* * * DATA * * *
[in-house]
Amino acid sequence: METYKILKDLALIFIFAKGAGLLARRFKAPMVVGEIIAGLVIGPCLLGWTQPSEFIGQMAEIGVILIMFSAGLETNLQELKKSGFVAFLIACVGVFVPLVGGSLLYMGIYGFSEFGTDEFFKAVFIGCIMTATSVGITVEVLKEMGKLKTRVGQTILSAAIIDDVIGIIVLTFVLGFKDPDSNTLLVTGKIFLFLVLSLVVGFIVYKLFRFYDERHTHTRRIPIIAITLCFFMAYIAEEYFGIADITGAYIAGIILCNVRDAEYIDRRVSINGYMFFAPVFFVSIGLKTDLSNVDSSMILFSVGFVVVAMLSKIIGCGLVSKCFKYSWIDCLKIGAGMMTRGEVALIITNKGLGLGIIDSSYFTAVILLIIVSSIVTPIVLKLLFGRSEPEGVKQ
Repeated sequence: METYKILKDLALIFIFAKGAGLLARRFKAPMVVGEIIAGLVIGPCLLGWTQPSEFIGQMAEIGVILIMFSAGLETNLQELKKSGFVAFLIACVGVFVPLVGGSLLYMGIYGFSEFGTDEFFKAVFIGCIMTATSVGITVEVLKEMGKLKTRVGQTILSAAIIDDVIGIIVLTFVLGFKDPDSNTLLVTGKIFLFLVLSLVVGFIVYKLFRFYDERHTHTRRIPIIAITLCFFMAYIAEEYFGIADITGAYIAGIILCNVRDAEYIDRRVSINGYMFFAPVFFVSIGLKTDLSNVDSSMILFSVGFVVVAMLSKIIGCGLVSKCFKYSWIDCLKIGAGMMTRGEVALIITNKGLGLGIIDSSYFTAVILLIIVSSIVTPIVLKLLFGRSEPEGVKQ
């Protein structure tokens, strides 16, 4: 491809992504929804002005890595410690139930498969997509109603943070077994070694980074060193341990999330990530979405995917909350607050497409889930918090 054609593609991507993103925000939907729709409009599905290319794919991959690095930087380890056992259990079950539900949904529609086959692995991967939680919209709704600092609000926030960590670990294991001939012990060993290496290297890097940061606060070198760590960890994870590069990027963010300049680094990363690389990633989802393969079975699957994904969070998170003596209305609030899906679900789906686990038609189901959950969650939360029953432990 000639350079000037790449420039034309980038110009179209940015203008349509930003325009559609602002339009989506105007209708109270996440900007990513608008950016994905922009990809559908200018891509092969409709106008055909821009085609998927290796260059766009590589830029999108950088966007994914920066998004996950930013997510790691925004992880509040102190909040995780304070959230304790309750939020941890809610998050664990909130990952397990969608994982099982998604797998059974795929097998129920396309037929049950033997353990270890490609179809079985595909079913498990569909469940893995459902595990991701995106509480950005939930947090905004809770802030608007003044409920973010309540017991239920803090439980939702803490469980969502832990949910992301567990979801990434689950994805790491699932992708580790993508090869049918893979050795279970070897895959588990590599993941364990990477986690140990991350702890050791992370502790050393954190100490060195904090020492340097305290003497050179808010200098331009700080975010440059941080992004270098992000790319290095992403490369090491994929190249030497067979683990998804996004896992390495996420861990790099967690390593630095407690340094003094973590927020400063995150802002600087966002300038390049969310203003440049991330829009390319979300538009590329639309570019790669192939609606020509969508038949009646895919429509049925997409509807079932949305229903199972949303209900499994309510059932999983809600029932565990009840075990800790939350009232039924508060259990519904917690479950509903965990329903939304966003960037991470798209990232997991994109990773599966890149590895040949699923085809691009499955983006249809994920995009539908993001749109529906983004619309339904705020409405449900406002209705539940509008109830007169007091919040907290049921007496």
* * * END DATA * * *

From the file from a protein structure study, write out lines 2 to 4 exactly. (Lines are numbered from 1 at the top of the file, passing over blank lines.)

Amino acid sequence: METYKILKDLALIFIFAKGAGLLARRFKAPMVVGEIIAGLVIGPCLLGWTQPSEFIGQMAEIGVILIMFSAGLETNLQELKKSGFVAFLIACVGVFVPLVGGSLLYMGIYGFSEFGTDEFFKAVFIGCIMTATSVGITVEVLKEMGKLKTRVGQTILSAAIIDDVIGIIVLTFVLGFKDPDSNTLLVTGKIFLFLVLSLVVGFIVYKLFRFYDERHTHTRRIPIIAITLCFFMAYIAEEYFGIADITGAYIAGIILCNVRDAEYIDRRVSINGYMFFAPVFFVSIGLKTDLSNVDSSMILFSVGFVVVAMLSKIIGCGLVSKCFKYSWIDCLKIGAGMMTRGEVALIITNKGLGLGIIDSSYFTAVILLIIVSSIVTPIVLKLLFGRSEPEGVKQ
Repeated sequence: METYKILKDLALIFIFAKGAGLLARRFKAPMVVGEIIAGLVIGPCLLGWTQPSEFIGQMAEIGVILIMFSAGLETNLQELKKSGFVAFLIACVGVFVPLVGGSLLYMGIYGFSEFGTDEFFKAVFIGCIMTATSVGITVEVLKEMGKLKTRVGQTILSAAIIDDVIGIIVLTFVLGFKDPDSNTLLVTGKIFLFLVLSLVVGFIVYKLFRFYDERHTHTRRIPIIAITLCFFMAYIAEEYFGIADITGAYIAGIILCNVRDAEYIDRRVSINGYMFFAPVFFVSIGLKTDLSNVDSSMILFSVGFVVVAMLSKIIGCGLVSKCFKYSWIDCLKIGAGMMTRGEVALIITNKGLGLGIIDSSYFTAVILLIIVSSIVTPIVLKLLFGRSEPEGVKQ
């Protein structure tokens, strides 16, 4: 491809992504929804002005890595410690139930498969997509109603943070077994070694980074060193341990999330990530979405995917909350607050497409889930918090 054609593609991507993103925000939907729709409009599905290319794919991959690095930087380890056992259990079950539900949904529609086959692995991967939680919209709704600092609000926030960590670990294991001939012990060993290496290297890097940061606060070198760590960890994870590069990027963010300049680094990363690389990633989802393969079975699957994904969070998170003596209305609030899906679900789906686990038609189901959950969650939360029953432990 000639350079000037790449420039034309980038110009179209940015203008349509930003325009559609602002339009989506105007209708109270996440900007990513608008950016994905922009990809559908200018891509092969409709106008055909821009085609998927290796260059766009590589830029999108950088966007994914920066998004996950930013997510790691925004992880509040102190909040995780304070959230304790309750939020941890809610998050664990909130990952397990969608994982099982998604797998059974795929097998129920396309037929049950033997353990270890490609179809079985595909079913498990569909469940893995459902595990991701995106509480950005939930947090905004809770802030608007003044409920973010309540017991239920803090439980939702803490469980969502832990949910992301567990979801990434689950994805790491699932992708580790993508090869049918893979050795279970070897895959588990590599993941364990990477986690140990991350702890050791992370502790050393954190100490060195904090020492340097305290003497050179808010200098331009700080975010440059941080992004270098992000790319290095992403490369090491994929190249030497067979683990998804996004896992390495996420861990790099967690390593630095407690340094003094973590927020400063995150802002600087966002300038390049969310203003440049991330829009390319979300538009590329639309570019790669192939609606020509969508038949009646895919429509049925997409509807079932949305229903199972949303209900499994309510059932999983809600029932565990009840075990800790939350009232039924508060259990519904917690479950509903965990329903939304966003960037991470798209990232997991994109990773599966890149590895040949699923085809691009499955983006249809994920995009539908993001749109529906983004619309339904705020409405449900406002209705539940509008109830007169007091919040907290049921007496």